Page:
Peter was cautiously optimistic before the busiest part of open class enrollment season at his employer - Northeastern Institute of WTF. Peter and his team worked hard to implement a new user-friendly website for students to enroll in classes. Now, the brain-dead students who couldn’t figure out how to register should call the service-desk less. He even contracted a third-party datacenter with “state-of-the-art load balancing hardware” to handle the web traffic stress on the system. This would be the simplest enrollment season ever!

Three days before the enrollment deadline, all the procrastinating students (i.e. all the students) swarmed the website at once. Instead of being greeted with the shiny new enrollment site, they found the dreaded “Page Unavailable” screen - if they even got any response at all. This in turn loaded the IT support office’s phone lines with calls of “OMG I waited until the last minute to register for classes and now I can’t!!! I NEED Survey of Underwater Basket-Weaving or I won’t graduate!”

Peter and his staff of three got overwhelmed, so they flipped the switch on the phone system, activating the “We’re sorry, all lines are busy right now” prompt to stop the calls. With this chance to breathe and figure out the problem, Peter dug in to the network logs. There where myriad connection errors. The student traffic got to the remote load balancer but didn’t get a response.

Peter got on the horn with the datacenter support staff and explained the problem. A man named Roger gave him the runaround from the datacenter, denying it was a problem on their end. Through Peter’s persistence, he finally got them to agree to look at the load balancing device and servers it routed to. “Now we play the waiting game…” Peter said to his guys as they started up a foosball match while the department’s phones were still ignoring everyone’s calls.

After what could have been an entire World Cup’s worth of foosball, Roger finally called back. “I’ve got bad news and bad news. Which would you like to hear first?” Roger snarkily said. “Um… bad news?” Peter said before gulping.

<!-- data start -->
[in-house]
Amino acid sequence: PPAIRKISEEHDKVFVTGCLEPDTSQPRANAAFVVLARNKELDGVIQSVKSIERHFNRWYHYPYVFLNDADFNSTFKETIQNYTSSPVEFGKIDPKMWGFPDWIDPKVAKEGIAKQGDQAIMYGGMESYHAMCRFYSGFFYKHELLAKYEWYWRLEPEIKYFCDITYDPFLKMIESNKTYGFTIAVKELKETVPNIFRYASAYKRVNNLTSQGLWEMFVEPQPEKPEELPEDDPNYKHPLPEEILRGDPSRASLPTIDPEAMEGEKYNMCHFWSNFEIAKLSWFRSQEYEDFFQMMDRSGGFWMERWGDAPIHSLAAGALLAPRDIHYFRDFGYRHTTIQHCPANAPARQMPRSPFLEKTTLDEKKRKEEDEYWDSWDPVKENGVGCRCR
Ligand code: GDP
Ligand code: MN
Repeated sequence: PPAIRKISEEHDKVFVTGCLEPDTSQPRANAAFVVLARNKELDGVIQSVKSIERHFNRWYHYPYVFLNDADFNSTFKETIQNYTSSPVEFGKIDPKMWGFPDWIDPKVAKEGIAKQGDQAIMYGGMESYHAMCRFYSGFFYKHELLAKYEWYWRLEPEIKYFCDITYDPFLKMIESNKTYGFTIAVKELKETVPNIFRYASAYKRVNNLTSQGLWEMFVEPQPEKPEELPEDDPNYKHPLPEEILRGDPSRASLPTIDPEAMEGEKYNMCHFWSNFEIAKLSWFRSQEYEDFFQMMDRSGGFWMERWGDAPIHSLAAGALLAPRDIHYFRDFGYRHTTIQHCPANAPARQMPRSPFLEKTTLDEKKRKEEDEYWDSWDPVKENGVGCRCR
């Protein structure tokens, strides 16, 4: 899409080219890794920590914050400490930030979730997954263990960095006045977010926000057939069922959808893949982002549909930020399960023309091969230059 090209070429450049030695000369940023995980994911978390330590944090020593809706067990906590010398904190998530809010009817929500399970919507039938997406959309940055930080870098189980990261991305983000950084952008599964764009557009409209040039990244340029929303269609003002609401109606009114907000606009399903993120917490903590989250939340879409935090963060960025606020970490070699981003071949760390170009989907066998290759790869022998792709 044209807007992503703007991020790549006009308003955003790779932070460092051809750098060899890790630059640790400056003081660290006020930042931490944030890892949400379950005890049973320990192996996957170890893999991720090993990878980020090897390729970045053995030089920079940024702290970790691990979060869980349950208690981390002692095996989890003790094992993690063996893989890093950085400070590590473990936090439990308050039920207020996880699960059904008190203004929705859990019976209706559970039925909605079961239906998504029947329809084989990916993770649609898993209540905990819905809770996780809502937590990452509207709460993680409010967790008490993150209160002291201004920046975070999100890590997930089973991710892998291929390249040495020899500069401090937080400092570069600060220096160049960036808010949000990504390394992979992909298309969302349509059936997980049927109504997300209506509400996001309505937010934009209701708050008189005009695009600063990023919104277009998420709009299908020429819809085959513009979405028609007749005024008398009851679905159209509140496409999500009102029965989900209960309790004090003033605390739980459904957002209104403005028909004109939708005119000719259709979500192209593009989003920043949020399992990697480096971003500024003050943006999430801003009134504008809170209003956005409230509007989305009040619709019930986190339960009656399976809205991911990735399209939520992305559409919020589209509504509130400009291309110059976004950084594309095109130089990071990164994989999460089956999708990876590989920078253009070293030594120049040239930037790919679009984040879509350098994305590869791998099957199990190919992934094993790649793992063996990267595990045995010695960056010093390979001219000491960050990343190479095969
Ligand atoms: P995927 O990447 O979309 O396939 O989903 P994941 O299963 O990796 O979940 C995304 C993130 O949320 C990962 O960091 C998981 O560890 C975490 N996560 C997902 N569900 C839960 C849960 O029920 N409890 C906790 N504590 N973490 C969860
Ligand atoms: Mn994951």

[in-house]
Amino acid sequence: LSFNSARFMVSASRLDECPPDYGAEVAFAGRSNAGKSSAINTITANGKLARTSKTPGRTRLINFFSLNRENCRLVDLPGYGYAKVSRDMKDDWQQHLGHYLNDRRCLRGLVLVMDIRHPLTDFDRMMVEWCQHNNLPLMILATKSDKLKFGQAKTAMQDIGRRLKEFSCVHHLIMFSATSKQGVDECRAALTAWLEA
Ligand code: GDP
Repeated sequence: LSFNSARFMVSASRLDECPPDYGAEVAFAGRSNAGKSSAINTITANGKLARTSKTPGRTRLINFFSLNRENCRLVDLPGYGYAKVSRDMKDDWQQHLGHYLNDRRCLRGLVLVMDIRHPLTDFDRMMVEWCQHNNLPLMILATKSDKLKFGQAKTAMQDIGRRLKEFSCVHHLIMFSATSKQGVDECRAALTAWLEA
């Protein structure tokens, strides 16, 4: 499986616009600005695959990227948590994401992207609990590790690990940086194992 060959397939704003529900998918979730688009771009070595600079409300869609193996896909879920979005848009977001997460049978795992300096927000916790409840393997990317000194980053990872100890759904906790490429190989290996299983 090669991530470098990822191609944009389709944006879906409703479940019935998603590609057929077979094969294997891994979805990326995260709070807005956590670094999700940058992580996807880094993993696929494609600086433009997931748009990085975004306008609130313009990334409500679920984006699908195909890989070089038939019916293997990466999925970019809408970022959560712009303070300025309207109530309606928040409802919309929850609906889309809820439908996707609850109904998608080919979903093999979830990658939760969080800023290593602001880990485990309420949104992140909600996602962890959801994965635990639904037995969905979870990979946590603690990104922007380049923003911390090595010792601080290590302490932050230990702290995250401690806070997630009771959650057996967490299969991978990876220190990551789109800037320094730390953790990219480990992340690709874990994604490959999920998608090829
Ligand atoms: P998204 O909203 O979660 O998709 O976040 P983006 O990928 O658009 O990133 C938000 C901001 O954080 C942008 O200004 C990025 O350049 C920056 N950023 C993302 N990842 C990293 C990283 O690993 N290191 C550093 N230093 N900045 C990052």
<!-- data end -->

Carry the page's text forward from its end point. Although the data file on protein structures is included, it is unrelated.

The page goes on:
“Our load balancer is using the default settings, which is simple round-robin,” Roger explained. “Requests alternate between the two servers, regardless of how loaded those servers are.”

“Ok, so you can just change that setting and everything will be ok, right?” Peter replied with hope.

“Well now, that’s the other bit of bad news. We also have a randomized server backup system in which one of the servers in our datacenter is chosen each week to handle backing up all the other servers. Unfortunately, the server this week is one of yours. We aren’t able to stop the backup without messing things up, and it has 18 terabytes more to get through. So, it’s going to be about 48 hours before your server farm can handle anything other than mild stress,” Roger stated ominously.

When Peter hung up, he felt like he’d been gut-punched. He instructed his subordinates to draft an e-mail to all students and faculty to explain the open enrollment system wouldn’t be usable before the end of the week. Peter took on the task of crafting an e-mail to the dean of Northeastern Institute of WTF with about 25 apologies and a request that the class enrollment period be extended a few days. Peter then put his head down on his desk and considered firing himself for not vetting the third-party datacenter before signing the contract. This suddenly became the most difficult enrollment season ever.

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